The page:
In my novels, I try to show a realistic portrayal of life. In A River Bend, Josh Crockett returns to his hometown to do what seems to him to be a godly thing but he ends up leaving with his reputation questionable to both foe and friend.
Josh leaves his established life in Florida and returns again to his hometown in Through the Valley of the Shadow knowing without a doubt that Marcy James will become his wife to find Marcy questions their future together.
In my latest novel, On Satan’s Island, newlyweds Rainsford and Ivy have their wonderful honeymoon darkened by being shipwrecked on an island of Satan worshippers who will do anything to keep them captive.
The reality in each novel is that good and bad happens to all people. Also, in each novel, a way of enduring the hardships is provided. In each novel, the provision comes from a source or in a manner which is surprisingly unexpected.
I can support the realism because it plays out that way in my life. 1 Corinthians 10:13 NIV says, “No temptation has overtaken you except what is common to mankind. And God is faithful; he will not let you be tempted beyond what you can bear. But when you are tempted, he will also provide a way out so that you can endure it.”
“… he will also provide a way out so we can endure it.” What might that way out look like? Sometimes for me, it has been a choice between two seemingly good things, at least as far as the human eye (or mind) can see. Sometimes, I thought I could provide the way out of the hardship and made the wrong choice but with good intentions based on sound reasoning. Most of that reasoning was based on what was best for me or my family at the present and foreseeable future. God still provided a way out so I could even endure the consequences of the wrong choice. The surprising thing is God’s provision was one of the other choices that seem to me at the time more costly, even though it was more ethical or moral.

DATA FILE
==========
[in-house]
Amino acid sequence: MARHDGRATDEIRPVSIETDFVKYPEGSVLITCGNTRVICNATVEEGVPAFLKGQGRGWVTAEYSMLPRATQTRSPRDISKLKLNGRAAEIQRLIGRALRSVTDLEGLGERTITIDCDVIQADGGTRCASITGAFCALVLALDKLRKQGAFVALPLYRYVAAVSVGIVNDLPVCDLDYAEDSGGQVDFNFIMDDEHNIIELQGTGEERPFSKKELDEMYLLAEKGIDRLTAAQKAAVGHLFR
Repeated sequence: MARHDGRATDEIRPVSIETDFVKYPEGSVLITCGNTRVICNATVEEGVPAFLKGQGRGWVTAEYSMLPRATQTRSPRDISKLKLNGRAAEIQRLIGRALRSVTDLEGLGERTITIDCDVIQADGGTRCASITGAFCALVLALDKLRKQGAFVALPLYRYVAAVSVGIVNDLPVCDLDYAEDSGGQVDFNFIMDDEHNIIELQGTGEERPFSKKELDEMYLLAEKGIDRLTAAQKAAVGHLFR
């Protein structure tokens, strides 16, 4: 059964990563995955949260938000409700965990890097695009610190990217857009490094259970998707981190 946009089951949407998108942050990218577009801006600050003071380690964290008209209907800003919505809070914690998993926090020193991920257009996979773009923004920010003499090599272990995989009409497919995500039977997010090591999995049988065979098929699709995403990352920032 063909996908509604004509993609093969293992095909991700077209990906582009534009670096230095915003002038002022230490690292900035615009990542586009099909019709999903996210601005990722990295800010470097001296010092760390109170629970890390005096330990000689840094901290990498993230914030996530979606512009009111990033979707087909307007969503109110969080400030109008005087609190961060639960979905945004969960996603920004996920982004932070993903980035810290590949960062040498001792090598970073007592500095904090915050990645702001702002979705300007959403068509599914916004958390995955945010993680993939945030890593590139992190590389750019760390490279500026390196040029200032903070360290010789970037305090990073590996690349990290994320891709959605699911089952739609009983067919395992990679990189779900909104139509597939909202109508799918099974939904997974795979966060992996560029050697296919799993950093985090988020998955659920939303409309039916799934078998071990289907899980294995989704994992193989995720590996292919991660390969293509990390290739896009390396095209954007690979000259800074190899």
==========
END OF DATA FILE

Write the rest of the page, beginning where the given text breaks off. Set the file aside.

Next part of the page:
In the book of Job, to Job’s wife, the obvious choice for Job to end his misery was to curse God and die. Job chose the more moral choice. “He replied, “You are talking like a foolish woman. Shall we accept good from God, and not trouble?” In all this, Job did not sin in what he said.”(Job 2:10 NIV). He continued to be miserable but he continued to believe God would put an end to his misery which he did and not only gave him better health but twice as much wealth and happiness as before the hardship.
The book of Job and what it teaches is difficult to wrap my head around. The conclusion, though, is simple enough and it is better than any other conclusions the world can provide. Job declares it when his wife suggests he curse God and die. How can we accept good from God and not accept the bad? Who are we to think we know more about what is currently best for us than God who not only can see ahead to our future but also future generations. All things work for our good and the glory of God. The glory of God should be my goal and life’s purpose. When it is, I can accept the bad because I trust God completely.
Now, if I created a hardship for you because now you want to know what unusual way provides the endurance for any of the main characters of my novels, I have the answer. You can find and purchase my novels on Amazon or you can contact me at email@example.com.
If you are experiencing some hardship and finding it difficult to endure, you can contact me at that same email above, firstname.lastname@example.org. I have had my share including the death of a spouse and a friend. I will be glad to share what works for me.
Categories: Enduring hardship
I write about what I'm thinking or what I've imagined in an effort to regain that childhood imagination and marry with my many years of real experiences. I'm getting better at it the more I write.I am a published author of two romantic intrigue novels.My books can be found at Amazon.com or if you want a personalized copy, by emailing me at email@example.com.